Fine-tuning AFO-footwear Reduces Energy Use in CP

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Adapting splints and footwear can decrease the energy children with CP use.

Photograph courtesy of Staffordshire University.

Researchers have confirmed that adapting AFOs in combination with the footwear used by children with cerebral palsy (CP) can decrease the energy they use by as much as 33 percent. A team in England examined the effectiveness of tuning the AFO-footwear combination using clinical trials with families in the West Midlands, England.

Gait analysis assessment was conducted with five children aged 7 to 11 years old with a diagnosis of CP (one hemiplegic and four diplegic participants, two girls, three boys, with a Gross Motor Functional Classification System of 2) at a gait analysis laboratory. Participants were assessed while barefoot and with non-tuned and tuned AFOs.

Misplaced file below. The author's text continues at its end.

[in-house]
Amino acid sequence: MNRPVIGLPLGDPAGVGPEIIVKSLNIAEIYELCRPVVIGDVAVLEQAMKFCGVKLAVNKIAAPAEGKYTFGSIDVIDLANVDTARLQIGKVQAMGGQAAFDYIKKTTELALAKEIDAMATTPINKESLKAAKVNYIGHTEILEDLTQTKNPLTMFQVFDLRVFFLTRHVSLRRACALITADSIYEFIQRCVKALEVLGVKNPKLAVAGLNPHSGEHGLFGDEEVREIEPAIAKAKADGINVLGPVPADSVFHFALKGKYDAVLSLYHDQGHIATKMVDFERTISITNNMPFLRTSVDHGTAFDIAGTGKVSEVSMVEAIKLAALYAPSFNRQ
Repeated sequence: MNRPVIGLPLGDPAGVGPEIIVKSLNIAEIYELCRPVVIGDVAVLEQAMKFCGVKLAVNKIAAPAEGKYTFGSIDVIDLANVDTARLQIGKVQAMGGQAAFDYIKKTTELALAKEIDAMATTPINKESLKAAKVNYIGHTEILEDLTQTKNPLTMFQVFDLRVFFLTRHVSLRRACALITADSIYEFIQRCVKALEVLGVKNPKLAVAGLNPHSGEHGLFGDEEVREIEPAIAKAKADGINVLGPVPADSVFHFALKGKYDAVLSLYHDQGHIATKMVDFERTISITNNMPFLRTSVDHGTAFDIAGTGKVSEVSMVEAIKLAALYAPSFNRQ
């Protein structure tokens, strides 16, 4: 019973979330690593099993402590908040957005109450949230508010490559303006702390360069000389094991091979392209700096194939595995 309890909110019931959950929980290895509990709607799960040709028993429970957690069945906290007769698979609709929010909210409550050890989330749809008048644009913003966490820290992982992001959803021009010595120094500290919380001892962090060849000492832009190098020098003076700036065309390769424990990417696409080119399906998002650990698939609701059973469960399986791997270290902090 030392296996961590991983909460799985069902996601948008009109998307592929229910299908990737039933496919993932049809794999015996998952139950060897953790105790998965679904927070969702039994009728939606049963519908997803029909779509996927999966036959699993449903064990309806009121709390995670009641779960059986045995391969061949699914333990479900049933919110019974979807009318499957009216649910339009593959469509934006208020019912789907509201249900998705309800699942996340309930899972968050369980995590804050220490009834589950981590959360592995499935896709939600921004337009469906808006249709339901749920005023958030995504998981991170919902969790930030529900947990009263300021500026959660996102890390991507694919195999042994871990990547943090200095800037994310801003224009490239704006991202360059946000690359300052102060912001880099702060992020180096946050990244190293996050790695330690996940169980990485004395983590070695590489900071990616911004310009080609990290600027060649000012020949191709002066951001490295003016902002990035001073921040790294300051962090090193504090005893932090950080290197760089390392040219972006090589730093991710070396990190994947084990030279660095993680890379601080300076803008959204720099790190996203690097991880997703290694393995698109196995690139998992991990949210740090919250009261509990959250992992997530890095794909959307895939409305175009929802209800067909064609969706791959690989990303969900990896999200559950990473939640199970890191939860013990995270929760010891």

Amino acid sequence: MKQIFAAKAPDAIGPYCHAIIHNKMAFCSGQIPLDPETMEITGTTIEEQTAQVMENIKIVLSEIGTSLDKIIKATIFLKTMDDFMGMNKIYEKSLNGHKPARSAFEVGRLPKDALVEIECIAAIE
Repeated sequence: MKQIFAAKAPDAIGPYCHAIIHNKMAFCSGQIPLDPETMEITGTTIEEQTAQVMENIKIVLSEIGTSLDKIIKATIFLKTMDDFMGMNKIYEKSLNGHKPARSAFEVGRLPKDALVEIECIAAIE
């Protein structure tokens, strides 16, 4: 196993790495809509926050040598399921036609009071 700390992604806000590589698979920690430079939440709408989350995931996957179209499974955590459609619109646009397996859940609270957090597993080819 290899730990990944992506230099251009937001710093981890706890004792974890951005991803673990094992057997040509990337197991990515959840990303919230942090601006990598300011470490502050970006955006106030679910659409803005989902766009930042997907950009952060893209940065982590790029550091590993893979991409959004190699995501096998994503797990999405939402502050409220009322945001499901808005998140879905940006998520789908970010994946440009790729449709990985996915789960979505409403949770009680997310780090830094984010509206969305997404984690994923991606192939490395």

"Our research shows that the appropriate design and tailoring of splints [AFOs] can reduce the energy used by children with CP while increasing their speed and distance, compared with a splint which is not fine-tuned. This is something which could have a significant impact on their quality of life," said Nicola Eddison, PhD, clinical lead for orthotics service at The Royal Wolverhampton National Health Service Trust and a senior research fellow in the Centre for Biomechanics and Rehabilitation Technologies at Staffordshire University, Stoke-on-Trent, England, where the study was conducted.

Children wearing fine-tuned AFOs showed improvements in several areas, including hip and pelvic function and knee extension, while a non-tuned AFO potentially showed a decrease in hip function.

The study, The effect of tuning ankle foot orthoses-footwear combinations on gait kinematics of children with cerebral palsy: A case series, was published in the journal The Foot.

Editor's note: This story was adapted from materials provided by Staffordshire University.